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Is there any difference between logical SSE intrinsics for different types? For example if we take OR operation, there are three intrinsics: _mm_or_ps, _mm_or_pd and _mm_or_si128 all of which do the same thing: compute bitwise OR of their operands. My questions:

  1. Is there any difference between using one or another intrinsic (with appropriate type casting). Won't there be any hidden costs like longer execution in some specific situation?

  2. These intrinsics maps to three different x86 instructions (por, orps, orpd). Does anyone have any ideas why Intel is wasting precious opcode space for several instructions which do the same thing?

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(earlier answer deleted on account of being doofishly wrong -- my fault for being too used to VMX) – Crashworks May 10 '10 at 18:36
up vote 3 down vote accepted

I think all three are effectively the same, i.e. 128 bit bitwise operations. The reason different forms exist is probably historical, but I'm not certain. I guess it's possible that there may be some additional behaviour in the floating point versions, e.g. when there are NaNs, but this is pure guesswork. For normal inputs the instructions seem to be interchangeable, e.g.

#include <stdio.h>
#include <emmintrin.h>
#include <pmmintrin.h>
#include <xmmintrin.h>

int main(void)
{
    __m128i a = _mm_set1_epi32(1);
    __m128i b = _mm_set1_epi32(2);
    __m128i c = _mm_or_si128(a, b);

    __m128 x = _mm_set1_ps(1.25f);
    __m128 y = _mm_set1_ps(1.5f);
    __m128 z = _mm_or_ps(x, y);

    printf("a = %vld, b = %vld, c = %vld\n", a, b, c);
    printf("x = %vf, y = %vf, z = %vf\n", x, y, z);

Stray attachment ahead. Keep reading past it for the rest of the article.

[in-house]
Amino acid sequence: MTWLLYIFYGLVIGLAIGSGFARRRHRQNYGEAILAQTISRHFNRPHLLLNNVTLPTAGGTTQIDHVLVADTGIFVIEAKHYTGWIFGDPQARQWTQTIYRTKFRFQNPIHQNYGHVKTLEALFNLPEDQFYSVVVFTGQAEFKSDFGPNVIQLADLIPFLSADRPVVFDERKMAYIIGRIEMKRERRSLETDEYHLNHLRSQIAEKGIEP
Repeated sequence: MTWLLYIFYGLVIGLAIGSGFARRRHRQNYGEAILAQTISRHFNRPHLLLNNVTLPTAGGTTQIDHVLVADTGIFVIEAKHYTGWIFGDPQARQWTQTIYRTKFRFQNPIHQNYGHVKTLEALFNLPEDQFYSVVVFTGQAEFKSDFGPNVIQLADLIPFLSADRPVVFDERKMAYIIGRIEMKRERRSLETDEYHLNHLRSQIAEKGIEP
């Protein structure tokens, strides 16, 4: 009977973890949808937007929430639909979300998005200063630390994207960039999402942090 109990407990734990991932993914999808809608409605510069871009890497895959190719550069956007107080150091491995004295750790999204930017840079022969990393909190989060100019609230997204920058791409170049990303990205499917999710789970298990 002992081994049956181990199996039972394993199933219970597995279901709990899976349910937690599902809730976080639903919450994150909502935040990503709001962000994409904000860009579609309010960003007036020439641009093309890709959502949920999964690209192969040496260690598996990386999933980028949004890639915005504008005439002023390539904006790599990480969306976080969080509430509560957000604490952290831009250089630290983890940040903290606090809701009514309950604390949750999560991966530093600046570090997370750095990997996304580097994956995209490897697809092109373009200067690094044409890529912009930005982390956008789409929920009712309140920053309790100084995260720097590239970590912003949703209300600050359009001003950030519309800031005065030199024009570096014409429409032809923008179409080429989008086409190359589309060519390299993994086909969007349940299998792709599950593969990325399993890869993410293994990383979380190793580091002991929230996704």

c = (__m128i)_mm_or_ps((__m128)a, (__m128)b);
    z = (__m128)_mm_or_si128((__m128i)x, (__m128i)y);

    printf("a = %vld, b = %vld, c = %vld\n", a, b, c);
    printf("x = %vf, y = %vf, z = %vf\n", x, y, z);

    return 0;
}

$ gcc -Wall -msse3 por.c -o por

$ ./por

a = 1 1 1 1, b = 2 2 2 2, c = 3 3 3 3
x = 1.250000 1.250000 1.250000 1.250000, y = 1.500000 1.500000 1.500000 1.500000, z = 1.750000 1.750000 1.750000 1.750000
a = 1 1 1 1, b = 2 2 2 2, c = 3 3 3 3
x = 1.250000 1.250000 1.250000 1.250000, y = 1.500000 1.500000 1.500000 1.500000, z = 1.750000 1.750000 1.750000 1.750000
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ORPD/ORPS are SSE-only, not MMX. – Potatoswatter May 10 '10 at 19:10
    
@Potatoswatter: sorry - I meant 64-bit SSE (1) - updated. – Paul R May 10 '10 at 20:39
    
But Intel introduced orps and later orpd both after por. And the physical basis of SSE has never changed much. – Potatoswatter May 10 '10 at 20:53
    
The physical basis of SSE has changed a lot, particularly since Woodcrest, when it finally became a full 128 bit unit. However that's probably irrelevant - it sounds like I may be wrong about why there are separate bitwise OR instructions - I thought it was a legacy thing to do with switching context between integer and floating point SSE operations in the old days, but perhaps not. – Paul R May 10 '10 at 21:06
1  
re: the speculation in the first paragraph: all versions of the bitwise logical ops are exactly identical except for instruction size and performance. Creating a NaN with bitwise FP ops won't do anything special. IDK if performance (data forwarding with FP domain vs. vector-int domain) or programmer-friendliness / insn set orthogonality (not having to use int ops on FP data) was the bigger motivating factor. I should write up an answer, since I have read some stuff that nobody's mentioned... – Peter Cordes Jul 5 '15 at 15:54

According to Intel and AMD optimization guidelines mixing op types with data types produces a performance hit as the CPU internally tags 64 bit halves of the register for a particular data type. This seems to mostly effect pipe-lining as the instruction is decoded and the uops are scheduled. Functionally they produce the same result. The newer versions for the integer data types have larger encoding and take up more space in the code segment. So if code size is a problem use the old ops as these have smaller encoding.

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"mixing op types with data types produces a performance hit..." Can you explain that futher or on give me the references on that, thanks. – user0002128 Jan 24 '13 at 22:21
    
@user0002128 Details in this answer. – Raymond Chen Dec 24 '13 at 7:05
  1. Is there any difference between using one or another intrinsic (with appropriate type casting). Won't there be any hidden costs like longer execution in some specific situation?

Yes, there can be performance reasons to choose one vs. the other.